Google CEO to discuss his future as an Apple directorGoogle chief executive Eric Schmidt acknowledged this week that his company's foray into the operating system business may further complicate his role as a member of Apple's board of directors.
Schmidt joined Apple's board back in August of 2006, roughly six months before Apple introduced the first iPhone. At the time, Google was primarily enthralled in a battle with Microsoft for share of the online search and advertising markets, while its relationship with Apple was seen as fairly complementary.
Since then, things have got complicated, with the search giant following Apple's iPhone announcement with word that it too would seek share of the mobile handset market through its open-sourced Android operating system. This led to a dicey situation in which Schmidt was forced to begin recusing himself from Apple board meetings when the iPhone was the topic of discussion.
Earlier this week, Google put itself in further competition with Apple —as well as Microsoft —when it announced plans to release its own web-centeric computer operating system next year that will target everything from netbooks to full-fledged PCs.
The matter is expected to step up scrutiny of the relationship between the two tech heavyweights by U.S. regulators, as federal antitrust laws prohibit an individual from residing on the board of two companies if that relationship could lead to decreased competition.
Even before Google announced plans for the new Chrome OS based off its nine-month-old web browser, the Federal Trade Commission began looking into the whether the companies were in violation of the Section 8 provision of The Clayton Antitrust Act of 1914, which forbids "interlocking directorates." In addition to Schmidt, Genentech chief executive Arthur Levinson also sits on the board of both companies.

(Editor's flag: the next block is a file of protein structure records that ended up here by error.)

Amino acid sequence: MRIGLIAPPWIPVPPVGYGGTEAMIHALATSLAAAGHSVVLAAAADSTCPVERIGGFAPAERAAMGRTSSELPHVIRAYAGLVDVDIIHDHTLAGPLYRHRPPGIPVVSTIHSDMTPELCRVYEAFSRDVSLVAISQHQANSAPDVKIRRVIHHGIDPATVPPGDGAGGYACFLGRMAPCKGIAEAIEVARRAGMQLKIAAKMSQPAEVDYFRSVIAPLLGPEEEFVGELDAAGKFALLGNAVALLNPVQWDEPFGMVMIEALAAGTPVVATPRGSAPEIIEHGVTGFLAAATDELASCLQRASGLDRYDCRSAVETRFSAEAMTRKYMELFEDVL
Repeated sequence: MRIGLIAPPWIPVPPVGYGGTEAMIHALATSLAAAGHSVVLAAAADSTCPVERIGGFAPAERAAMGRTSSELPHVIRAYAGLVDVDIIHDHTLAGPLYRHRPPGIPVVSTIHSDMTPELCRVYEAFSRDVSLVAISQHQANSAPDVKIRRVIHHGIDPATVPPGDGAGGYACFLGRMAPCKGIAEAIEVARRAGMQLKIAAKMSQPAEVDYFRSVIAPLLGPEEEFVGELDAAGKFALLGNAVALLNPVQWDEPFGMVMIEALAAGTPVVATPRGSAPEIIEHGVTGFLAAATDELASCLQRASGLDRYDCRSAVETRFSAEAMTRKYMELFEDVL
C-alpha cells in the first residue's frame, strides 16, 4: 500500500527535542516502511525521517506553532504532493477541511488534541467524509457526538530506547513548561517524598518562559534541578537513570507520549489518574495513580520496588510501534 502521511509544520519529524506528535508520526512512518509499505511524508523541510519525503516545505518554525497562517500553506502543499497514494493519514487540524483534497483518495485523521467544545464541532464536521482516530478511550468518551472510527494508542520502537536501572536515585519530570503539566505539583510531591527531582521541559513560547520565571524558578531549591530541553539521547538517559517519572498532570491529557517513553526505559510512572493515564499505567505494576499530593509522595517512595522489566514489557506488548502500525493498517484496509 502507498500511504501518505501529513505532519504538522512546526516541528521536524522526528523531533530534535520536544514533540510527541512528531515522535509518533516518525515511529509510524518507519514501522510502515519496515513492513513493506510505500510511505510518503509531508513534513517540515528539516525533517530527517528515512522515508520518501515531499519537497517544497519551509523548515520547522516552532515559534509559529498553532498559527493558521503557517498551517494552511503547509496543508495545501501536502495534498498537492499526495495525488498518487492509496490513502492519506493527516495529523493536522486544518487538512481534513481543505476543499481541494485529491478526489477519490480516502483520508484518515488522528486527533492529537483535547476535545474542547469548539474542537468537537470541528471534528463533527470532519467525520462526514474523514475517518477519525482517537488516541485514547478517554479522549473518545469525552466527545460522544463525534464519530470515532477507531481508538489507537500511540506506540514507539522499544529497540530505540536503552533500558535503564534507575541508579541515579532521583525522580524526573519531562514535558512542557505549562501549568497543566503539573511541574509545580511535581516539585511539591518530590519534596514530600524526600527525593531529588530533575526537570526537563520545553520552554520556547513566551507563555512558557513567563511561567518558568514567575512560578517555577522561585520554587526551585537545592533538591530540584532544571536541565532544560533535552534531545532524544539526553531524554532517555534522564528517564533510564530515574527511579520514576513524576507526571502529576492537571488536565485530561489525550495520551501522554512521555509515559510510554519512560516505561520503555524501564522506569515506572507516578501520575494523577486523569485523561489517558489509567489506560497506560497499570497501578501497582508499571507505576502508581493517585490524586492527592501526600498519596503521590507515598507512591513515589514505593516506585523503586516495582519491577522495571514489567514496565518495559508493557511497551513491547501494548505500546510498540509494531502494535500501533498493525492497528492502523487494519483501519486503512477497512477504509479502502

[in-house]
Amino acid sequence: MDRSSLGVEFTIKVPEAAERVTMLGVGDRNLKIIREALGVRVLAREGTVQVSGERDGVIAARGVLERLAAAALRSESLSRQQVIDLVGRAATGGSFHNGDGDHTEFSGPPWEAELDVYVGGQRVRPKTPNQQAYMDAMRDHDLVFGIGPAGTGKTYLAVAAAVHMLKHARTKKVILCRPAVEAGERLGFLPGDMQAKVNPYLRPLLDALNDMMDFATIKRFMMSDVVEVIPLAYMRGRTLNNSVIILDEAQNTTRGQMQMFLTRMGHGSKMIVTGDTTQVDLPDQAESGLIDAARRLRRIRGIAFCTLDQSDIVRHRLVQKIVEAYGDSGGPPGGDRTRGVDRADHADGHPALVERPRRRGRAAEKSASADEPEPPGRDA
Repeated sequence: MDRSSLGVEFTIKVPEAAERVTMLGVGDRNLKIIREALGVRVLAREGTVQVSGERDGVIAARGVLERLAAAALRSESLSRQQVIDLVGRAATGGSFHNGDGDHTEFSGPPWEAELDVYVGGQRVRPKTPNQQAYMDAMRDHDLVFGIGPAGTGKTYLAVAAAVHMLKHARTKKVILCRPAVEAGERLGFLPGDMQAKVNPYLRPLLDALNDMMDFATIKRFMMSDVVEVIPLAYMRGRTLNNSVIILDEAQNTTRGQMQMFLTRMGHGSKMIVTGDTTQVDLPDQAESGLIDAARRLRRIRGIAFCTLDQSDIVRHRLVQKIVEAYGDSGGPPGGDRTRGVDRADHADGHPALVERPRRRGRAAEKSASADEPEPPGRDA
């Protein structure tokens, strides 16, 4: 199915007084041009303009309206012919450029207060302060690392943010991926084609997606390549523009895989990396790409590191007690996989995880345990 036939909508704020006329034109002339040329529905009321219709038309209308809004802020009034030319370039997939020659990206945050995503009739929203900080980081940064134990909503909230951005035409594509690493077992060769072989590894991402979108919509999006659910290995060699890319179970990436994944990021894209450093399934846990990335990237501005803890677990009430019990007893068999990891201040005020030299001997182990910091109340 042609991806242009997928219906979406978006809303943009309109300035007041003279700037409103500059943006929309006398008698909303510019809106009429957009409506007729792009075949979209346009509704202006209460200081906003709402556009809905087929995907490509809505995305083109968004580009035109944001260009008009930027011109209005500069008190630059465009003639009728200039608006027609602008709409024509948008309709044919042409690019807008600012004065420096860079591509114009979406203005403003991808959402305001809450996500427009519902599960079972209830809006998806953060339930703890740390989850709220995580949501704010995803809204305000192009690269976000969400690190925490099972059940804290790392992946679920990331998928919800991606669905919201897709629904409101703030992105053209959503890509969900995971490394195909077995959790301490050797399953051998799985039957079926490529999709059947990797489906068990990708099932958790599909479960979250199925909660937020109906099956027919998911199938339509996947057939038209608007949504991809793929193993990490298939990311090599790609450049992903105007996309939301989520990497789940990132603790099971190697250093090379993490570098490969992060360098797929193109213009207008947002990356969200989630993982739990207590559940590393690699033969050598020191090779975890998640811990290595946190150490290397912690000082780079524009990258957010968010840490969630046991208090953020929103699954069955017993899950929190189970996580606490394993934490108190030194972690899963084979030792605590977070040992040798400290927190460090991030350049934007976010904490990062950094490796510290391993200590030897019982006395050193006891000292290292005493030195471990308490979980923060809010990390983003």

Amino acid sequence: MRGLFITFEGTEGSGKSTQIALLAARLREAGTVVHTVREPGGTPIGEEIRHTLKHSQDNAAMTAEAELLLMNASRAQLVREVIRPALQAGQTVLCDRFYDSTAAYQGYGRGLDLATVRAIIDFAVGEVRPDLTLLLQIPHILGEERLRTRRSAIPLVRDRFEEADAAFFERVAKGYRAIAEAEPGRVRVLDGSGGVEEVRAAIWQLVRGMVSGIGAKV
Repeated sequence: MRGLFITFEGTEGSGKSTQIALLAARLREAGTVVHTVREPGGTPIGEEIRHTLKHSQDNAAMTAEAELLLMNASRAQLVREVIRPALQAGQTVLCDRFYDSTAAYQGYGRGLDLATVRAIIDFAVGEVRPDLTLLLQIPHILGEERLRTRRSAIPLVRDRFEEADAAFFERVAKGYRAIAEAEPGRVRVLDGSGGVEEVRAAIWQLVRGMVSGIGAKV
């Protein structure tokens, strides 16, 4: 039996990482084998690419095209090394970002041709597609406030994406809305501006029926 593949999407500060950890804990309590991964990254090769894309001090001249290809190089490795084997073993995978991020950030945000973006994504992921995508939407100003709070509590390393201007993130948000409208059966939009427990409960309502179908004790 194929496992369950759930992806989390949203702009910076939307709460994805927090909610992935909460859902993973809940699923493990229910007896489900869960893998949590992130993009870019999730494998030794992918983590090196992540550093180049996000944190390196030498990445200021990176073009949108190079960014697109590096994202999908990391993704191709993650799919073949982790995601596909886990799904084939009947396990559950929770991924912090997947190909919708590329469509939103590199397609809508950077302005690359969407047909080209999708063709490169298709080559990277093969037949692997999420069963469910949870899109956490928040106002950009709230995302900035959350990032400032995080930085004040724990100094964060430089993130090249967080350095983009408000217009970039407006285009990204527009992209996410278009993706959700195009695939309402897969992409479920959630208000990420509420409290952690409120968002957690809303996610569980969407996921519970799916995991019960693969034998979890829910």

Although Apple and Google now collaborate and compete, their competing products rarely target the same customers. In the case of both web browsers and mobile software, Google aims its offerings at battling the encroachment of Microsoft into its advertising business, with the Google Chrome browser positioned to replace Internet Explorer and the Android phone platform aimed directly at Microsoft's Windows Mobile efforts.
Still, Schmidt said at the Allen & Co media and technology conference in Sun Valley, Idaho, on Thursday that he plans to sit down with his fellow Apple directors and discuss whether it's necessary that he step down from the electronics maker's board at this time.
"I'll talk to the Apple people. At the moment, there's no change," he said, later adding that he was "extremely well-informed as a board member" with respect to the recent medical woes of Apple chief executive Steve Jobs.
Although its too early to speculate on a potential replacement for Schmidt, there have been rumors that Apple, in an effort to further lock down one of its most vital assets, has been considering offering a seat on its board to chief operating officer Tim Cook.